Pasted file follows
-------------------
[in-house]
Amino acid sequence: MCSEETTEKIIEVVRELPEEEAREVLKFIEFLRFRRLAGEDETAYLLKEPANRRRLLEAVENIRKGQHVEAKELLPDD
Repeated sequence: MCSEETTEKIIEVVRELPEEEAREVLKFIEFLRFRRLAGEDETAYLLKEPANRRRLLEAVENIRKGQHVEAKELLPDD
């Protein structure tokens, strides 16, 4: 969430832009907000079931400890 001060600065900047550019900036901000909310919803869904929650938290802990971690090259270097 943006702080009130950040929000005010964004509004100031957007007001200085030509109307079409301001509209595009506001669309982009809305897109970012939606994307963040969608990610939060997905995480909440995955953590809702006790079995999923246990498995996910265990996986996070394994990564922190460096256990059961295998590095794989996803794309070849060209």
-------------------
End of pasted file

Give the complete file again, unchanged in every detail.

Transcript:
[in-house]
Amino acid sequence: MCSEETTEKIIEVVRELPEEEAREVLKFIEFLRFRRLAGEDETAYLLKEPANRRRLLEAVENIRKGQHVEAKELLPDD
Repeated sequence: MCSEETTEKIIEVVRELPEEEAREVLKFIEFLRFRRLAGEDETAYLLKEPANRRRLLEAVENIRKGQHVEAKELLPDD
């Protein structure tokens, strides 16, 4: 969430832009907000079931400890 001060600065900047550019900036901000909310919803869904929650938290802990971690090259270097 943006702080009130950040929000005010964004509004100031957007007001200085030509109307079409301001509209595009506001669309982009809305897109970012939606994307963040969608990610939060997905995480909440995955953590809702006790079995999923246990498995996910265990996986996070394994990564922190460096256990059961295998590095794989996803794309070849060209």